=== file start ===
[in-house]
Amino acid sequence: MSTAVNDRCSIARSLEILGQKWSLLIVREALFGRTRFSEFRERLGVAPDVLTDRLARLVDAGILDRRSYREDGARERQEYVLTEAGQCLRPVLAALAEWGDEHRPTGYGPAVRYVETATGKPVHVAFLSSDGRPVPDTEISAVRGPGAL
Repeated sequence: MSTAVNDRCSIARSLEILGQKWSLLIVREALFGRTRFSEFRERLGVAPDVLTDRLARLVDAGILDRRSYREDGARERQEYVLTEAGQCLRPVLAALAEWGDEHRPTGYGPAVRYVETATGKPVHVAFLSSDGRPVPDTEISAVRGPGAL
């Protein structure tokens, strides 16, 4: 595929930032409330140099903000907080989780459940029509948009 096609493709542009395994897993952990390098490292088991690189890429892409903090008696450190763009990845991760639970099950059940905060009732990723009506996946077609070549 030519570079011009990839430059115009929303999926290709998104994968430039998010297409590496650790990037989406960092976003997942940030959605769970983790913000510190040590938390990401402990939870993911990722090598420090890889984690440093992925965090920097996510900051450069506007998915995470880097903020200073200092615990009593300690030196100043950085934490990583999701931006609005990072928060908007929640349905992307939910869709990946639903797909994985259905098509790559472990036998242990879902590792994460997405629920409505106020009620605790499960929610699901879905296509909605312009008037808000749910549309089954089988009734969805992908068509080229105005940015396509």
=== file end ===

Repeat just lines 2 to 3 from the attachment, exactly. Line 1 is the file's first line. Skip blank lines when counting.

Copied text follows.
Amino acid sequence: MSTAVNDRCSIARSLEILGQKWSLLIVREALFGRTRFSEFRERLGVAPDVLTDRLARLVDAGILDRRSYREDGARERQEYVLTEAGQCLRPVLAALAEWGDEHRPTGYGPAVRYVETATGKPVHVAFLSSDGRPVPDTEISAVRGPGAL
Repeated sequence: MSTAVNDRCSIARSLEILGQKWSLLIVREALFGRTRFSEFRERLGVAPDVLTDRLARLVDAGILDRRSYREDGARERQEYVLTEAGQCLRPVLAALAEWGDEHRPTGYGPAVRYVETATGKPVHVAFLSSDGRPVPDTEISAVRGPGAL